It started off with things like, "Angela, when you were little, did you know everything?"

"No way! And I still don't know everything." (Seriously, kids can be great for your ego.) "I'm still learning new things every day, and actually, when I was little, I had a really hard time learning my times tables. I bet you guys didn't know that, right? I finally learned them because my mom made me practice them every day, just like I make you guys do now."

"When you were little, did you go to pre-k?"

"Nope, I didn't go to pre-k because there wasn't one close to my house when I was growing up."

The revelation about the lack of pre-k attendance in my personal history was a real shocker. My kids are so used to the idea that everybody goes to pre-k that they had a really hard time accepting that I hadn't. I explained to them that it was while I was young that pre-k became a much more normal thing for toddlers to attend.

"When you were little, did you think homework was fun?"

This question is a classic one. I feel like the kids ask it because they feel it's taboo. It's like they're daring you to say that homework is anything but fun because they know that you're an adult and you're supposed to be setting a good example for them.

"Sometimes. A lot of times I thought it was hard but I always did my homework anyway because I knew that it was good for me to practice the things I had learned in class."

And then came the question which made me quite old in their eyes. Lol, I know that 25 is nowhere near ancient, and actually, a good number of my students have siblings, cousins, or aunts/uncles that are my age but still, the following question definitely dated me.

A second grader asked me, "When you were little, did you like One Direction?"

Before I could answer, a fifth grader replied, "Silly, when Angela was little, they were babies."

"Probably. When I was little, people liked boy bands like 'N Sync and the Backstreet Boys. Have you guys heard of either of them?"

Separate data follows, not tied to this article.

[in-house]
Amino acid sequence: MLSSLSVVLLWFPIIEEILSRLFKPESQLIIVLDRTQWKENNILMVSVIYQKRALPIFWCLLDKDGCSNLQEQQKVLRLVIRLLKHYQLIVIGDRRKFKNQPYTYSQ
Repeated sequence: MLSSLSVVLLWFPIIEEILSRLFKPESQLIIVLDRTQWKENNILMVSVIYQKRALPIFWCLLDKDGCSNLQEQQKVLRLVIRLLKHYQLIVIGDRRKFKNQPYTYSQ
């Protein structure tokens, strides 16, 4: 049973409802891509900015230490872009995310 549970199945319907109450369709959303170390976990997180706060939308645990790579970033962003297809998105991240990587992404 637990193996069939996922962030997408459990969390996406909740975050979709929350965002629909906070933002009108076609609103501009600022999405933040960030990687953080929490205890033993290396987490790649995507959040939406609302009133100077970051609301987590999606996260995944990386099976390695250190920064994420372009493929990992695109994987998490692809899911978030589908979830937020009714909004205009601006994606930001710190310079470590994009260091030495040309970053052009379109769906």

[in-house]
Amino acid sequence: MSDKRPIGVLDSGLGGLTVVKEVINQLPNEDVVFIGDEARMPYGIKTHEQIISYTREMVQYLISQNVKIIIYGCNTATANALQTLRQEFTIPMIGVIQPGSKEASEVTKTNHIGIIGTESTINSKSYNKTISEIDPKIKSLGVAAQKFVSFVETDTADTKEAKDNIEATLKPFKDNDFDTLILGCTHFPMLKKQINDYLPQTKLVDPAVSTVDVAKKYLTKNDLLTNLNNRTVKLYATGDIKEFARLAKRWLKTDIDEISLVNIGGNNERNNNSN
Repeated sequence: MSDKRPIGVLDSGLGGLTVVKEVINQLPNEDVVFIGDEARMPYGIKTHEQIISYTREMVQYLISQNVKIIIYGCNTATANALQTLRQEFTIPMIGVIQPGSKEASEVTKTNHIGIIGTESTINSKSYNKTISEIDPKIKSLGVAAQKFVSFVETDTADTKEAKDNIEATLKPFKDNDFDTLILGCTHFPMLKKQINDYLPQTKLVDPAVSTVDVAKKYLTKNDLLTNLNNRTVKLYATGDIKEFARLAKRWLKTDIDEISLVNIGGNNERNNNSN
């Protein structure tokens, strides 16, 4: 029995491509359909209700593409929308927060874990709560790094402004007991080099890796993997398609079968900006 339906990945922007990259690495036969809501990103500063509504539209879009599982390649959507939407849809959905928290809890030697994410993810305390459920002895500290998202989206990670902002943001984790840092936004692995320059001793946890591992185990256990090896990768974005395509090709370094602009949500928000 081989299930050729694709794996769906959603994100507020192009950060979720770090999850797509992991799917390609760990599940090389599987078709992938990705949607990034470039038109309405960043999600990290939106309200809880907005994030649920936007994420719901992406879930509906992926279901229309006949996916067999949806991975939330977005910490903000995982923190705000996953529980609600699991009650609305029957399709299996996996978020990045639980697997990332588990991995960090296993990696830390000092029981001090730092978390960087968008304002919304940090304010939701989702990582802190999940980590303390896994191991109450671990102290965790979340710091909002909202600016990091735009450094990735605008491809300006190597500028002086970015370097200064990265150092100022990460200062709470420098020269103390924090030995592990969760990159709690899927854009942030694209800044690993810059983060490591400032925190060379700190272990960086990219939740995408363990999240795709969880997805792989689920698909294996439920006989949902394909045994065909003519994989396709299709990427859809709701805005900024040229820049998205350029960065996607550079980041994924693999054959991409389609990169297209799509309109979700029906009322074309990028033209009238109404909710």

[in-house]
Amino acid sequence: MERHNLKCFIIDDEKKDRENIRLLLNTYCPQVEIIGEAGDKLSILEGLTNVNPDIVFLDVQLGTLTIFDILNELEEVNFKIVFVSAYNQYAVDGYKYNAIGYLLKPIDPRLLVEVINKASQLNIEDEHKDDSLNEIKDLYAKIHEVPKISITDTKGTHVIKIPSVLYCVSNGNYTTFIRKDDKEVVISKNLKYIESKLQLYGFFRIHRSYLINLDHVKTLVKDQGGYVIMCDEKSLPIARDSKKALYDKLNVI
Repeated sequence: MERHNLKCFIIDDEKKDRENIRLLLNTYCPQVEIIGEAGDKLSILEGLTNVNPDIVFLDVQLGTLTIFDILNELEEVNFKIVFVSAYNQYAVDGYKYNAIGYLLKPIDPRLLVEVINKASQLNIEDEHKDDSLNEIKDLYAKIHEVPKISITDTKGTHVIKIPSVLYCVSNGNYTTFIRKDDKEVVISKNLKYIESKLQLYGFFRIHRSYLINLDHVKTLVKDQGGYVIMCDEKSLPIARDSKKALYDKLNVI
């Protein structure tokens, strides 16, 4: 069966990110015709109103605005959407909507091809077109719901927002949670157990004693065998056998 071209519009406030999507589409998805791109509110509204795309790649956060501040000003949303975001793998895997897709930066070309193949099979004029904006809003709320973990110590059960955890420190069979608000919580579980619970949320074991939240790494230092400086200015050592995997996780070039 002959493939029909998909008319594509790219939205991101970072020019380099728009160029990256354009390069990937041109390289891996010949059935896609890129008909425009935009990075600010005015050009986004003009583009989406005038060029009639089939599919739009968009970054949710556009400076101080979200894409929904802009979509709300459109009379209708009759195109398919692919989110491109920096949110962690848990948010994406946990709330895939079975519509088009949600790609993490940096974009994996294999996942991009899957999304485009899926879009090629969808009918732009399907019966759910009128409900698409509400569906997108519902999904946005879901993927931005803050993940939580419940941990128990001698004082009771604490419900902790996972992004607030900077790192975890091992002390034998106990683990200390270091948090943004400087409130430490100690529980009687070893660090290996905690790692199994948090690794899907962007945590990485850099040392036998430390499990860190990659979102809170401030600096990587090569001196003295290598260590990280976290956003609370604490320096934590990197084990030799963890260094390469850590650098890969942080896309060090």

Blank stares all around.

"Well, you guys know who Justin Timberlake is, right? He's from 'N Sync, and the Backstreet Boys are part of the group NKOTBSB now."

A chorus of "Ohhs" went up and remarks like, "Yeah, I know who that is," or, "Yeah, I've heard of that group," went around. Man, it's kind of crazy to think that JT is far enough removed from 'N Sync now that he's a known name in his own right. 

Anyway, that conversation got me thinking, how old are the members of One Direction? As it turns out, my fifth grader was totally right. When I was little, those boys were babies.

One Direction members and their ages:
  • Niall Horan, 19
  • Zayn Malik, 19
  • Liam Payne, 19
  • Harry Styles, 18
  • Louis Tomlinson, 20

Do I feel like an old fart? Pfft, no, not really. I usually feel old when the thought, "When I was a kid, I didn't do that," is running through my head but I actually like observing how some things have certainly changed since I was little and how other things really haven't. 

Plus at the end of the day, it's about staying young at heart even as you're physically aging, right?

11 January 2012

Arts & Crafts: White Elephant Gift Wrapping 2011

Happy New Year! The holidays have come and gone. I love having time off because then I can spend some quality time on creative activities. I've been involved in a white elephant gift exchange for the last few years; my friends usually have a white elephant party during the month of December.

I like to think of creative ways to wrap my gift for the exchange because I'm of the opinion that unwrapping a gift is part of the fun of receiving one. This year I purchased a titanium spork and three flavors of astronaut ice cream  from ThinkGeek for my gift. Here is the fruit of my wrapping labor:
It's a Christmas tree surrounded by three--rather chubby--animals. The titanium spork is in the tree and one flavor of astronaut ice cream is in each of the creatures. You've got Mr. Reindeer:
 Mr. Polar Bear:
 And Sir Penguin (Why "Sir" instead of "Mr."? Because I said so!):
Googly eyes are always tons of fun to use! I was happy with the outcome. I think Mr. Polar Bear was my favorite probably because he looks so minimalistic. All of them are rather minimal but I think it's the lack of a belly on Mr. Polar Bear that does it for me. 0=)